Fifty Shades Darker

Posted on February 9, 2017 at 5:19 pm

Copyright 2016 Universal Pictures
Copyright 2016 Universal Pictures

Ibsen had it right in “A Doll’s House.” When his heroine walked out and slammed the door at the end of the play, he left it there. She didn’t come back in two sequels. Anastasia Steele (Dakota Johnson, wearing bangs, the universal signifier of adorkability), despite her name, is not that resolute. In “Fifty Shades of Gray” she was a shy college student introduced to the Red Room of Pain and the world of bondage and submission by fabulously handsome and fabulously wealthy and fabulously troubled Christian Grey (Jamie Dornan). As he explains to her, it is the submissive who has the power in the relationship. The dominant inflicts pain but the submissive sets the limits. Ana set the ultimate limit by walking out on Christian at the end of the first film. But just days later, he comes to a photography show featuring six huge portraits of Ana, buys them all because he doesn’t want other people gawking at her. The woman who just left him nevertheless consents to let him take her to dinner (“because I’m hungry”), and then invites him to dinner. After first insisting there would be no sex and then that they need to take it slowly, of course they end up having sex, and pretty soon he’s spanking her again, but only after she asks for it.

Maybe if you turned off the sound, it all might seem less dull and silly, like the kind of high-end perfume commercials they only show before Christmas and Valentine’s Day. With the sound on, it alternates between syrupy pop songs and clunky dialogue. Fans of the books may enjoy seeing the characters on screen but those unfamiliar with what I will generously call the storyline will find it more like a random series of what I will generously call events. Putting the book on screen reveals its essential flimsiness, its origins as “Twilight” fan fiction showing through. As with “Twilight,” this is the story of a girl whose purity of heart is so powerful she is able to tame the ultimate predator. Like “Twilight,” he is surrounded by a large, complicated, powerful family, most of whose members should have been jettisoned for the movie version because they do not add anything. Unlike “Twilight,” which was explicitly envisioned as a romance without sex (until it wasn’t), this is a shipper, with lots and lots of sex. While there is much talk about a “vanilla” sex life, there is also a lot of naughty stuff with fancy lingerie (where did it disappear to between the apartment and the party?) and sex toys (“That is NOT going in my butt!” Ana says merrily at the sight of a pretty set of Ben Wa balls).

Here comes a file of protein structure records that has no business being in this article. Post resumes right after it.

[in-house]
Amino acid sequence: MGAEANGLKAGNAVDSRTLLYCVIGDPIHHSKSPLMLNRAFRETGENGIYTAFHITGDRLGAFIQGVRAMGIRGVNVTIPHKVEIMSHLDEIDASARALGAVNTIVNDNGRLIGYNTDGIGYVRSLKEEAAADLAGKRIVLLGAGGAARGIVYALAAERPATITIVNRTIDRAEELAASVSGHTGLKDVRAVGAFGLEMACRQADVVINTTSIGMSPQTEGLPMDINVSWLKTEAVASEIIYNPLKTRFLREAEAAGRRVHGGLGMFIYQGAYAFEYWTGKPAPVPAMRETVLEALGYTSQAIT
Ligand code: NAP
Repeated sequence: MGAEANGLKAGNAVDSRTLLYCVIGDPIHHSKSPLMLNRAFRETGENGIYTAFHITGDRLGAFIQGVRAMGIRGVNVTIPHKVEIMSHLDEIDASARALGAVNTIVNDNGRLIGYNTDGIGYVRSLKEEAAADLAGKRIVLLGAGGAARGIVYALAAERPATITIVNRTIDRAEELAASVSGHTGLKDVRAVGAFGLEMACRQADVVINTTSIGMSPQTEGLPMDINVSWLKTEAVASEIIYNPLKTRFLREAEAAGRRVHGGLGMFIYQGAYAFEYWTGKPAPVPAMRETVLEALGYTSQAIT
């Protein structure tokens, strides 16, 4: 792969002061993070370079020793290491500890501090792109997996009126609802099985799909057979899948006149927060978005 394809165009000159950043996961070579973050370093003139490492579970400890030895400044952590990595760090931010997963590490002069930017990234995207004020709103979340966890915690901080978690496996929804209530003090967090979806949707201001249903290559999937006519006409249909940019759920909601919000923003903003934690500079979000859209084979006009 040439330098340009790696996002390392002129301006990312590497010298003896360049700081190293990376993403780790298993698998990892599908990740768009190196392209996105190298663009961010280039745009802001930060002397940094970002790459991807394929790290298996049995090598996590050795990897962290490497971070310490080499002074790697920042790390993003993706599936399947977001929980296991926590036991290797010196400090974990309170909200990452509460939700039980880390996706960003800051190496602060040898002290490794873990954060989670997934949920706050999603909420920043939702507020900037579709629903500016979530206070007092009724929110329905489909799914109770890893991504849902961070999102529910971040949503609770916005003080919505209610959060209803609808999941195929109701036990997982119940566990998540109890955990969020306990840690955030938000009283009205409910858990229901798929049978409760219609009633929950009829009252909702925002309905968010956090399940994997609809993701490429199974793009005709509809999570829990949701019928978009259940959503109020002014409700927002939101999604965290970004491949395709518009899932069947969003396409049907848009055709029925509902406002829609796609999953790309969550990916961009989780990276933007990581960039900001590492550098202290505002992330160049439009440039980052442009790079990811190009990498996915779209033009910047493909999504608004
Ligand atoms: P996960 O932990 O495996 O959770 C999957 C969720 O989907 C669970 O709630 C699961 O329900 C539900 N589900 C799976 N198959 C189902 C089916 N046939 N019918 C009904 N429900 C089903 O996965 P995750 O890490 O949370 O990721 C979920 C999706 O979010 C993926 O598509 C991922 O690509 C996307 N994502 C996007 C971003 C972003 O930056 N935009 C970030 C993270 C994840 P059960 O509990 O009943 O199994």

While both Ana and Christian are supposed to be driven for professional achievement, they do not spend much time actually working. Ana loves her job as an assistant to Jack Hyde (Eric Johnson) the head of fiction for a small independent publisher. About half an hour after we realize he is a scummy guy who is trying to have sex with her, she realizes he is a scummy guy who is trying to have sex with her. So of course Christian has him fired and Ana gets his job. Seriously, I have seen six year olds playing with Barbies who came up with more believable workplace storylines.

Meanwhile Ana is bothered by Christian’s past, including an abused drug addict mother who died of an overdose, a suicidal ex-sub who is obsessed with him, and the older woman who seduced him when he was 15 and introduced him to the pleasures of pain (Kim Basinger, herself a pioneer of pretty, soft-focus soft-core S&M in “9 1/2 Weeks”). And Ana is trying to get Christian to tell her about his past, which begins with her drawing a line with red lipstick around his scarred but super-jacked chest to delineate what she should and should not touch. She apparently redraws it on him every day because it is still there days later, no smudges.

Sam Taylor-Johnson brought some humor and a woman’s perspective to the first chapter. She also streamlined it to remove irrelevant and distracting details, left in here for no reason. How does Ana not know Christian’s housekeeper and why is there a scene of their first meeting? Also, there are a lot of lacy little underpants in this movie, mostly being removed. There is also a situation where a lot of misery would have been avoided with a phone call or text message and yet it doesn’t happen, for no reason other than prolonging the agony.

This sequel, reportedly with more involvement by the author, is lackluster fan service. I’d even call it vanilla.

NOTE: Stay through the beginning of the credits for a teaser of part three, coming out in time for Valentine’s Day 2018.

Parents should know that this movie includes very explicit sexual references and situations, sexual harassment, extensive nudity, sex toys and issues of bondage and submission, very strong language, peril including a gun and a helicopter crash, and spouse and child abuse.

Family discussion: Why did Christian tell Ana not to touch his chest? Why did Ana care so much about her job?

If you like this, try; “Fifty Shades of Gray” and “9 1/2 Weeks”

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Based on a book Date movie Drama Romance Scene After the Credits Series/Sequel

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